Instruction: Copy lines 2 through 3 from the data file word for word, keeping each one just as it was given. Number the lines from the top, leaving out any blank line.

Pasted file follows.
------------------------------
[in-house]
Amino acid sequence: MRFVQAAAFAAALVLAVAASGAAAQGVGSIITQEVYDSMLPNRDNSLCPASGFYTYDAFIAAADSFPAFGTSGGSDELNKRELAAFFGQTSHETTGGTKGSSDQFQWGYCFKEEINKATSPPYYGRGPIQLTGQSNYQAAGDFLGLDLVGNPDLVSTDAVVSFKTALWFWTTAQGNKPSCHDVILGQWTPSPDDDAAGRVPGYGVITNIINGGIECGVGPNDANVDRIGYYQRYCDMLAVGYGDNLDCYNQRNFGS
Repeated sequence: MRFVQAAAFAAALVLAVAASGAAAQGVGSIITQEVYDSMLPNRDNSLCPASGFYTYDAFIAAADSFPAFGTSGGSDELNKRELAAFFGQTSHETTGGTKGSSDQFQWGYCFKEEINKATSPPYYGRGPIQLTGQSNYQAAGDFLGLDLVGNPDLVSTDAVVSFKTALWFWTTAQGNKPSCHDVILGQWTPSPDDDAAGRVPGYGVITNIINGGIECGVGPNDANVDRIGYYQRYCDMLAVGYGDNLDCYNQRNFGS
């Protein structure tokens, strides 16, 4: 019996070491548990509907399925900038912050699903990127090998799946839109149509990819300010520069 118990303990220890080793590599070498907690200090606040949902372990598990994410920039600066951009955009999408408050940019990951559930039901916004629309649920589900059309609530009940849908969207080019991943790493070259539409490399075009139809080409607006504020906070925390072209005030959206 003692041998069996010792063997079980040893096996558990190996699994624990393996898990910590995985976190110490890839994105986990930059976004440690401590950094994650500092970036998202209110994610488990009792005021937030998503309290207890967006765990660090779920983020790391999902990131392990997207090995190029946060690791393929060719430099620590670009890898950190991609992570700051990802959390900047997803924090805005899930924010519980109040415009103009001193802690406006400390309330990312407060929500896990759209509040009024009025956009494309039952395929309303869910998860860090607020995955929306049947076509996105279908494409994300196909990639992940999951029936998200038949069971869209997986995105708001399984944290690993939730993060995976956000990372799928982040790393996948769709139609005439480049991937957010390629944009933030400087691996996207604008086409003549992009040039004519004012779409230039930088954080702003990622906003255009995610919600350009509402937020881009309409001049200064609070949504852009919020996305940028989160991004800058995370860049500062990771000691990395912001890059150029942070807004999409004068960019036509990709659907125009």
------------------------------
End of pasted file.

Amino acid sequence: MRFVQAAAFAAALVLAVAASGAAAQGVGSIITQEVYDSMLPNRDNSLCPASGFYTYDAFIAAADSFPAFGTSGGSDELNKRELAAFFGQTSHETTGGTKGSSDQFQWGYCFKEEINKATSPPYYGRGPIQLTGQSNYQAAGDFLGLDLVGNPDLVSTDAVVSFKTALWFWTTAQGNKPSCHDVILGQWTPSPDDDAAGRVPGYGVITNIINGGIECGVGPNDANVDRIGYYQRYCDMLAVGYGDNLDCYNQRNFGS
Repeated sequence: MRFVQAAAFAAALVLAVAASGAAAQGVGSIITQEVYDSMLPNRDNSLCPASGFYTYDAFIAAADSFPAFGTSGGSDELNKRELAAFFGQTSHETTGGTKGSSDQFQWGYCFKEEINKATSPPYYGRGPIQLTGQSNYQAAGDFLGLDLVGNPDLVSTDAVVSFKTALWFWTTAQGNKPSCHDVILGQWTPSPDDDAAGRVPGYGVITNIINGGIECGVGPNDANVDRIGYYQRYCDMLAVGYGDNLDCYNQRNFGS